If you’re still unsure, it might be worth using a people search service to attempt to learn more about your match’s identity. For instance, a search might turn up social media profiles that include up-to-date, unaltered photos.

Is kittenfishing really that bad?

“Based upon how elaborate the lies are, and the length of time the kittenfish causes people to invest with them prior to having a face to face date, kittenfishing can be pretty bad,” said Darné. “In addition, it can also be painful for the kittenfish who ends up going on a lot of first dates, but no one ever wants to see him or her again.”

“Having your profile passed over on a dating site is one thing but seeing the disappointment in someone’s eyes as they meet you has to be more painful,” he added.

Online dating sites and apps are simply tools for meeting new people. It is up to the user to have her or his own mate selection/screening process. Instant messaging, texting, email exchanges, phone conversations, and going out on dates are all part of the “getting to know you” phase.

Like it or not, this process takes time. Unfortunately, you should be on the lookout for red flags, especially if you suspect your match is toeing the line of kittenfishing, or catfishing.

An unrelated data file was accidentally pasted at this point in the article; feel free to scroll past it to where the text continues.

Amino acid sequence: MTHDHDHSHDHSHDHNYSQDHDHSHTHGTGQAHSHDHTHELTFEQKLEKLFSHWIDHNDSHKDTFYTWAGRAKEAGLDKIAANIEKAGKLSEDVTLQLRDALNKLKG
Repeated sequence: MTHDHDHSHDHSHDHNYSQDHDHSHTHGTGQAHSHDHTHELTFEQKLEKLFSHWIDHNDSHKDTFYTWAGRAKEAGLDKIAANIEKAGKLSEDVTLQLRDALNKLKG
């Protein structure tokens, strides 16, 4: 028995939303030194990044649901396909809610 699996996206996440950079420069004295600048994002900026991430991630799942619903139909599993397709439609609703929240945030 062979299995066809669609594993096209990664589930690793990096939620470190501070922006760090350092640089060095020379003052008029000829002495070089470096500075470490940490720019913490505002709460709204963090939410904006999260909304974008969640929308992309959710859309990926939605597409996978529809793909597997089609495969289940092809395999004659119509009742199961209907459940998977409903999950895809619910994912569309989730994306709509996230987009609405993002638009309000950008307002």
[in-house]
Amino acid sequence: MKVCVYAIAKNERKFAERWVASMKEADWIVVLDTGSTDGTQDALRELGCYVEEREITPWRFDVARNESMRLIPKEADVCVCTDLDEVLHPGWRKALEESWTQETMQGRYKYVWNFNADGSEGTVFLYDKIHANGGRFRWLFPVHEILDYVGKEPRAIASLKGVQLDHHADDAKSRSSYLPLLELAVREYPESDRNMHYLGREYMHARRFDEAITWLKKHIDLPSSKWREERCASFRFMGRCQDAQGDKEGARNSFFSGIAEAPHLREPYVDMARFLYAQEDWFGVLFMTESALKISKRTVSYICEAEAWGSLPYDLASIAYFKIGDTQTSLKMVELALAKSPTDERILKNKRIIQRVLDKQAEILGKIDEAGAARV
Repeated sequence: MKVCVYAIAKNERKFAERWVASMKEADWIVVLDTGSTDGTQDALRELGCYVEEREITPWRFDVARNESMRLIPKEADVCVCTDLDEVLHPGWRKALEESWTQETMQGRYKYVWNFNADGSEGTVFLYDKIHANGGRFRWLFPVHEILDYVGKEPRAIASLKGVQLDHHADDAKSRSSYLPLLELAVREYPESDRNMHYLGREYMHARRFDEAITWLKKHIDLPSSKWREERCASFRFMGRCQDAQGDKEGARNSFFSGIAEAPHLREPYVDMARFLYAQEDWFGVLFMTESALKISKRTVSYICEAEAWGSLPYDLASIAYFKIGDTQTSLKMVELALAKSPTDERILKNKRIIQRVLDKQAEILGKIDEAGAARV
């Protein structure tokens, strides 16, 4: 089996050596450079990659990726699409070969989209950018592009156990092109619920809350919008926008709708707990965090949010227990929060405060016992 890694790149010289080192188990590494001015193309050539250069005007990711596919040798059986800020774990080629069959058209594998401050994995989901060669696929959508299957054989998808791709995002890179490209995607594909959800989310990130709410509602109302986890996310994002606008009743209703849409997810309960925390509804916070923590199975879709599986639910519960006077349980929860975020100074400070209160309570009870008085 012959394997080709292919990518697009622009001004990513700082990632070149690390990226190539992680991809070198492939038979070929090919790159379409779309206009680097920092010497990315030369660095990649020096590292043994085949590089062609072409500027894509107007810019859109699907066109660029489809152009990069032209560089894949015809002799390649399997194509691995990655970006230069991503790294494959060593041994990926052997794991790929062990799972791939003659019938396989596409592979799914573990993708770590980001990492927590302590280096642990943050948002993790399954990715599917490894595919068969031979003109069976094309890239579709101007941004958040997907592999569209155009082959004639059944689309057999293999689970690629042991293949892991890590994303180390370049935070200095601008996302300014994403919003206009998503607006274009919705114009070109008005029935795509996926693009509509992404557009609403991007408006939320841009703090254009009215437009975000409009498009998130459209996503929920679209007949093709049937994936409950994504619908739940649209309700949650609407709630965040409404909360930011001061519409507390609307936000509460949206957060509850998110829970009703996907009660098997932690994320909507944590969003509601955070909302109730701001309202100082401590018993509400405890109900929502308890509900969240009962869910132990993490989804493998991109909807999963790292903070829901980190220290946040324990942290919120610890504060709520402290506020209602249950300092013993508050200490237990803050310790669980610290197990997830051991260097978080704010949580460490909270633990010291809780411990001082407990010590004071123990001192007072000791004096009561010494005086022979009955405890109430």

We’re all probably a little guilty

To some degree, anyone who has an online dating profile does a little kittenfishing, and we don’t expect people to be as perfect as they present themselves.

“Let’s face it, as much as everyone praises honesty we don’t exactly live in a reveal your warts and all upfront type of world,” said Darné, “Very few people, if anyone, will lead off by saying ‘I’m unemployed, have a hundred thousand in student debt, live with my parents, and hope to get laid.’”

It’s a natural human inclination to want to put your best foot forward—and it’s fine to do so, provided the way you present yourself paints a truthful and representative picture of who you are.

But before you post a photo from your sophomore year of college or overly workshop your job title, ask yourself: How would I feel if I found out someone did the same on a first date? If you don’t like the answer, it may be best to step back and reevaluate your strategy.

Disclaimer: The above is solely intended for informational purposes and in no way constitutes legal advice or specific recommendations.